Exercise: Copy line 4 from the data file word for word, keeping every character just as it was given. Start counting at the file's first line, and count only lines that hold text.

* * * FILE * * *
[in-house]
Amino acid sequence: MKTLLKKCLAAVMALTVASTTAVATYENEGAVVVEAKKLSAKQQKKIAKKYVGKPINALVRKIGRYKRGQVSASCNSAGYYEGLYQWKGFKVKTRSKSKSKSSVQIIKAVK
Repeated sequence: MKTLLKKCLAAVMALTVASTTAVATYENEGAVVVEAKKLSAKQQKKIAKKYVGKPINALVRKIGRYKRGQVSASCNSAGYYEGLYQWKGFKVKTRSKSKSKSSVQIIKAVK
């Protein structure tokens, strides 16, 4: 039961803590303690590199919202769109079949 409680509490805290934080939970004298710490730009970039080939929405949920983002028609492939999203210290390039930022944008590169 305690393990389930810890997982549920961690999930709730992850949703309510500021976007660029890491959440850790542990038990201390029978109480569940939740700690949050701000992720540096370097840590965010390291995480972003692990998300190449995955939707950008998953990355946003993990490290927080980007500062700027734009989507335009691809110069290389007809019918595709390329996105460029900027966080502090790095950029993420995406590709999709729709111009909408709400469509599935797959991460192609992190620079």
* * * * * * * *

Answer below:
């Protein structure tokens, strides 16, 4: 039961803590303690590199919202769109079949 409680509490805290934080939970004298710490730009970039080939929405949920983002028609492939999203210290390039930022944008590169 305690393990389930810890997982549920961690999930709730992850949703309510500021976007660029890491959440850790542990038990201390029978109480569940939740700690949050701000992720540096370097840590965010390291995480972003692990998300190449995955939707950008998953990355946003993990490290927080980007500062700027734009989507335009691809110069290389007809019918595709390329996105460029900027966080502090790095950029993420995406590709999709729709111009909408709400469509599935797959991460192609992190620079």